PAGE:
About the Lecture
For at least 4,000 years, cannabis has been used for its medical properties by civilizations throughout the world, including the ancient Egyptians, Chinese, Indian Hindus, Assyrians, Greeks, Persians, and Romans. For most of history, the effects of cannabis on the human body have not been researched or understood. Then, in the 1990’s, scientists discovered endocannabinoids, the natural cannabis-like molecules produced by the human body, and we learned that cannabis exhibited its effects, in part, by mimicking our endocannabinoids. We now know the endocannabinoid system is involved in a wide variety of processes, including pain, memory, mood, appetite, stress, sleep, metabolism, immune function, and reproductive function.
The cannabis plant produces cannabinoids, which have demonstrated a wide spectrum of potential therapeutic use. For example, synthetic THC (Marinol) is FDA approved for chemotherapy-induced nausea and vomiting, and appetite and weight loss related to HIV/AIDS. In addition, early evidence has shown cannabinoids to have a range of effects that may be therapeutically useful, including antioxidant, neuroprotective, anti-inflammatory, anti-pain, anti-tumor, anti-psychotic, anti-anxiety, and sleep modulating effects.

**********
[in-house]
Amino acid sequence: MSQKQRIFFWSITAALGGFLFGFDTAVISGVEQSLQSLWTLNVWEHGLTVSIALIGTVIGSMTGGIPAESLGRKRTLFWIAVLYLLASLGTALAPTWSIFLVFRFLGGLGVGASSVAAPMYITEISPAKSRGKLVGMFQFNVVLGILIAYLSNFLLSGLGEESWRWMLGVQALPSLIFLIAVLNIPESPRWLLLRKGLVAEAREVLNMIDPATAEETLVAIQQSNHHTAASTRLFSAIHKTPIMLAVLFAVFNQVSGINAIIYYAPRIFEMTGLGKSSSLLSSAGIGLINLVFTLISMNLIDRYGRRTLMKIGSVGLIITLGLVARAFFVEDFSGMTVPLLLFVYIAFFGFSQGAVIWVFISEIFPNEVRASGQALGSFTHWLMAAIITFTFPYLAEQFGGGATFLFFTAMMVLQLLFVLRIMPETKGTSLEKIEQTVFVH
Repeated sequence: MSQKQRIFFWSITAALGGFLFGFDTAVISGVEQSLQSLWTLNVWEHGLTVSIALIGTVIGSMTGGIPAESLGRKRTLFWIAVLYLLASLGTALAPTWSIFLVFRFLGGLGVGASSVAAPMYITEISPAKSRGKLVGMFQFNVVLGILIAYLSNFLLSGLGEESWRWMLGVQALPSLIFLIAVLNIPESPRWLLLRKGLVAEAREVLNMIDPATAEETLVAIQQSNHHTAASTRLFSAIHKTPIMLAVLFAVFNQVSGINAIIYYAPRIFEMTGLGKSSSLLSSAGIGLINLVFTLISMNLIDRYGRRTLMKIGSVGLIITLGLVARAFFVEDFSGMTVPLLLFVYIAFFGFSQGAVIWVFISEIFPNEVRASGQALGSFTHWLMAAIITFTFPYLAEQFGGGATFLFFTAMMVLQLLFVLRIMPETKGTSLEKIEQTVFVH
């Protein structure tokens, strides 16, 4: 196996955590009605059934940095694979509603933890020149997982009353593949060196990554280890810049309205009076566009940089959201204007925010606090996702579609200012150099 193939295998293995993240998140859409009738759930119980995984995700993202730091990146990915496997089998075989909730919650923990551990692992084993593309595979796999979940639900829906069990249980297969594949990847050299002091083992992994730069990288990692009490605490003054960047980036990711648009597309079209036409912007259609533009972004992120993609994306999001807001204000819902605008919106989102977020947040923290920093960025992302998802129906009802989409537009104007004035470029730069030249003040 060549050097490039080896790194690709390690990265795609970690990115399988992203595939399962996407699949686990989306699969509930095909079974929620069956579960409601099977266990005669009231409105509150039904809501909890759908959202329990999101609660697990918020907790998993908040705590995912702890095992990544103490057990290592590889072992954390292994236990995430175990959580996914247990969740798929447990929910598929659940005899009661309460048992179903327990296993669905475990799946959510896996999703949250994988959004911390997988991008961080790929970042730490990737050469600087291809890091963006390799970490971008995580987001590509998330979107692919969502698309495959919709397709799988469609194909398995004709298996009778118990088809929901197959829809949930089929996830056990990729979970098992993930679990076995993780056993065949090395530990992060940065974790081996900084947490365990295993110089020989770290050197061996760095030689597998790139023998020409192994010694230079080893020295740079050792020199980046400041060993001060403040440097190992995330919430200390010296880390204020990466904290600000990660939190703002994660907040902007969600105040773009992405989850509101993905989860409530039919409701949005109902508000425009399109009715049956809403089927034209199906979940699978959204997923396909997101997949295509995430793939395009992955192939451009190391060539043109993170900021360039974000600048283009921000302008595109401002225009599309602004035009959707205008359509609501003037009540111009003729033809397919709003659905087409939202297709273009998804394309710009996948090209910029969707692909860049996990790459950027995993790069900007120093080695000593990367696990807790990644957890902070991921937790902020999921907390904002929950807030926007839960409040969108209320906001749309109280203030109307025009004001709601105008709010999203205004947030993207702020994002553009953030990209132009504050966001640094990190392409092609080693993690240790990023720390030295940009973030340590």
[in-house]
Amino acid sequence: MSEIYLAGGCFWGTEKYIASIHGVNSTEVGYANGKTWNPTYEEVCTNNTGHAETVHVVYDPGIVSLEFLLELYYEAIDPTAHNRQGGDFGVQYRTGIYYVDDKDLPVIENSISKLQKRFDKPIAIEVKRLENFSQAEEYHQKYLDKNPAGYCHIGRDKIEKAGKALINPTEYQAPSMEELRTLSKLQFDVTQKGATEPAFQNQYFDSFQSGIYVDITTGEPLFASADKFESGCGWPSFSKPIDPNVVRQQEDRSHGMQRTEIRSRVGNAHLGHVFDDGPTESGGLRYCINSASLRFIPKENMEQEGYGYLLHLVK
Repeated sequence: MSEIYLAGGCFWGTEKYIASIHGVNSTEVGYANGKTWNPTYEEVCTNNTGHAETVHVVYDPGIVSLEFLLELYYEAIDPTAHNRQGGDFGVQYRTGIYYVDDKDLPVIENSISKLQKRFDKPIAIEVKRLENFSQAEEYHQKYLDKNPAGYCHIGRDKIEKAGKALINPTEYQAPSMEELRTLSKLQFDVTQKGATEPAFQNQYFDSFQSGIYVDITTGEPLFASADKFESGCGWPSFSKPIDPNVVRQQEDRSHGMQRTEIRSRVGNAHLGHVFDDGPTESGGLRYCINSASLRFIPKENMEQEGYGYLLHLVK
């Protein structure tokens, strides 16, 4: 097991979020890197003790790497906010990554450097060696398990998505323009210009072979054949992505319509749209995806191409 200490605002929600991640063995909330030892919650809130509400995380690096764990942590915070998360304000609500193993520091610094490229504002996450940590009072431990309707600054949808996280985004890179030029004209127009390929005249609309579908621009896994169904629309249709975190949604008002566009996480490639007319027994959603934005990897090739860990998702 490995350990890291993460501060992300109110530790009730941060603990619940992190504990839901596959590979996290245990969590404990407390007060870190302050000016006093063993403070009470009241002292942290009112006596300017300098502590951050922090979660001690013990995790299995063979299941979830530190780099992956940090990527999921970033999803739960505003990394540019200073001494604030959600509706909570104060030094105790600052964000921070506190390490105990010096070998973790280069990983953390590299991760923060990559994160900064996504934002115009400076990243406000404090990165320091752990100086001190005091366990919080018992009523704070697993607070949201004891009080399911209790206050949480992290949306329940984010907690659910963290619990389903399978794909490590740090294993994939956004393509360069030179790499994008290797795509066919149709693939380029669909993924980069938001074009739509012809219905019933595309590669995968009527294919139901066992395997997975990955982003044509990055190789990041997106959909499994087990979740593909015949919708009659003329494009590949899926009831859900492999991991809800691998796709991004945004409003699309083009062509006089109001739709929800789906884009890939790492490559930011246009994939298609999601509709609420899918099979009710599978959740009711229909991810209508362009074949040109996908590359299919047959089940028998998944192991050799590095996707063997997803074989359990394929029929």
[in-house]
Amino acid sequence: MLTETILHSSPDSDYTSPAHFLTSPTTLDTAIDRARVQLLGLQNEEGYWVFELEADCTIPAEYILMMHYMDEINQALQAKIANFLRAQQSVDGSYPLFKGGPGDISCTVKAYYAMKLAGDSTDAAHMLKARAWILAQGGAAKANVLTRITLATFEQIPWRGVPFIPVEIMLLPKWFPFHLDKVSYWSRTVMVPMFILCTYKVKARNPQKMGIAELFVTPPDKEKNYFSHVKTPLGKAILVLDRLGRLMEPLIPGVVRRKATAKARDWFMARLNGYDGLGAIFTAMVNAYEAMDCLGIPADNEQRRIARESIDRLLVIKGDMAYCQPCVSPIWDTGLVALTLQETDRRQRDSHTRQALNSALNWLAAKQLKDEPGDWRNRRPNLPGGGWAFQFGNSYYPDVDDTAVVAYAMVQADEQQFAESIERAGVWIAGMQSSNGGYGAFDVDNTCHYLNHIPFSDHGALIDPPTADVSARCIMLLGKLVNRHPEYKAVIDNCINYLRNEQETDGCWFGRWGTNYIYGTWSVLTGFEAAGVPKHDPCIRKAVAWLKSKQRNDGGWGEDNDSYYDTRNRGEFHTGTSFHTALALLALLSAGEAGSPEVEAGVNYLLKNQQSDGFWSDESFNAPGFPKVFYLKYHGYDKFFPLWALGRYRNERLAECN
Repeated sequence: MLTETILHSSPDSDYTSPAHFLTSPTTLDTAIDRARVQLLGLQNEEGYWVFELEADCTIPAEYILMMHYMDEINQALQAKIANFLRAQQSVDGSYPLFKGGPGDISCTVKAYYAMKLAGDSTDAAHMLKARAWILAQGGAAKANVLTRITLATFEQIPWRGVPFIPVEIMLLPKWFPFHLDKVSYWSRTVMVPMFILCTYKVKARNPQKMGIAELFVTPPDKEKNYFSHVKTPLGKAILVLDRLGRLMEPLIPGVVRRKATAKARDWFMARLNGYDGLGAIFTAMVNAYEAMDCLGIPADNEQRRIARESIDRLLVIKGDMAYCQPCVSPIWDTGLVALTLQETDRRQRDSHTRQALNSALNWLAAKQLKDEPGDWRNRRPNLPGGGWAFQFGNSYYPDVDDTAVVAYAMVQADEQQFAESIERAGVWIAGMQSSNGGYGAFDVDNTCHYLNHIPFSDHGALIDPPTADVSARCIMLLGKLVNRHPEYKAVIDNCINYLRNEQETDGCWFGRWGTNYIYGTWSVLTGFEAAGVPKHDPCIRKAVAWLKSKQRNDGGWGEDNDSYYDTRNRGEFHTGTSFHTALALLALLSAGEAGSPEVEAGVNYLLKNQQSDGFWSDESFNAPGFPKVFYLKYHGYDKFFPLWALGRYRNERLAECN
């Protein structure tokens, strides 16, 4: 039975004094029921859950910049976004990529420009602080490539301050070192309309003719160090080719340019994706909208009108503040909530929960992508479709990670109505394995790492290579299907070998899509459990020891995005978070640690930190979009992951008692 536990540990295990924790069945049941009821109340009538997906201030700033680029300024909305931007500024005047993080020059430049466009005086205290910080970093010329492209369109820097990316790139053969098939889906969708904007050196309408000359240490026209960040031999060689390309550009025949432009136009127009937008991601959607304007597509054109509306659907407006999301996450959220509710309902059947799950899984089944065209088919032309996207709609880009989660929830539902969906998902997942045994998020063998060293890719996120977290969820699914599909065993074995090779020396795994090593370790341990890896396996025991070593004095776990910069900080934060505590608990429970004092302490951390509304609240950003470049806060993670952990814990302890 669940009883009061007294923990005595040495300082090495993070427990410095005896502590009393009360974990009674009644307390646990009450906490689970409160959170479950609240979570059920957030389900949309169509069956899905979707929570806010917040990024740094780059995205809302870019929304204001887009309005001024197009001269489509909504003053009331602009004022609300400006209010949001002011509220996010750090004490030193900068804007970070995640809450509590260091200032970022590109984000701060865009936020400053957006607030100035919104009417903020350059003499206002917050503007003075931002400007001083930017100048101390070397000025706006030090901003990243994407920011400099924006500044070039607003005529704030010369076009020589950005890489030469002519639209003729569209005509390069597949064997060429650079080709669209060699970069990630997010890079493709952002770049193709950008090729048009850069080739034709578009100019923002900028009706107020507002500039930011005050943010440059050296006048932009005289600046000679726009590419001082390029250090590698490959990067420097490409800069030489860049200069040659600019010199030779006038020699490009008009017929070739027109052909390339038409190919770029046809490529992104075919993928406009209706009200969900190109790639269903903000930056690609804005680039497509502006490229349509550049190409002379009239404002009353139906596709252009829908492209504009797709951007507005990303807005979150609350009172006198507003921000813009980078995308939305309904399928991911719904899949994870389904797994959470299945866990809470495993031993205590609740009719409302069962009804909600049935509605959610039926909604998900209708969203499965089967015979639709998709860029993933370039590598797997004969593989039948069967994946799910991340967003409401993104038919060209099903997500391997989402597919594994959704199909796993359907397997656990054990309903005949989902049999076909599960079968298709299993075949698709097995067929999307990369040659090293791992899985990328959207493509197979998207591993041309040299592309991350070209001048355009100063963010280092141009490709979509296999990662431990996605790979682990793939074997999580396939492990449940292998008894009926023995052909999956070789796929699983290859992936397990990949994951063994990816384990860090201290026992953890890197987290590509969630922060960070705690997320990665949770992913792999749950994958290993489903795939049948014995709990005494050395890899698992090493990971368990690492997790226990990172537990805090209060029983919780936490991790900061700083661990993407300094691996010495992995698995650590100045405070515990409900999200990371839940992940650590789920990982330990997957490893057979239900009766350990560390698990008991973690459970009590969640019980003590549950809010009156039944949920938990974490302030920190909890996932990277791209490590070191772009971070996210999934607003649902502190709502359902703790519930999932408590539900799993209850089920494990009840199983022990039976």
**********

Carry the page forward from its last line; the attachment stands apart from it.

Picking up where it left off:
In this lecture, Dr. Chen addresses palliative care pain and symptom management, cannabinoid pharmacology, the short and long-term impacts of cannabis use on cognitive and psychological functioning, and potential impacts on the immune system. Dr. Lee Rosen will join him for the Q&A to answer questions about cannabis use for cancer patients.
About the Speaker
Jeffrey Chen, MD, MBA is the Founder and Director of the UCLA Cannabinoid Affinity Group, comprised of over 40 multidisciplinary UCLA faculty. He is a graduate of the specialized dual degree MD/MBA program at UCLA. He has spent the past four years working at the intersection of academia, industry, the nonprofit sector and the government to accelerate cannabis research. He has been invited to speak on the topic of cannabis policy, science, and business at institutions ranging from the RAND Corporation to the UCLA Center for East-West Medicine to TEDx Talks. Dr. Chen is a David Geffen Fellow, UCLA Wolfen Entrepreneurial Award Recipient, U.S. patent holder, and a published author in cancer research. He graduated Magna Cum Laude from Cornell University.
Lee Rosen, MD, FACP is a Clinical Professor of Medicine in the Division of Hematology-Oncology, Department of Medicine, Director of the Drug Development Program and Co-Director, Outpatient Cancer Center Santa Monica. He created and directed the Cancer Therapy Development Program, designed to coordinate translational/clinical research of new cancer treatments. He is also a member of the Hirshberg Foundation’s Scientific Advisory Board.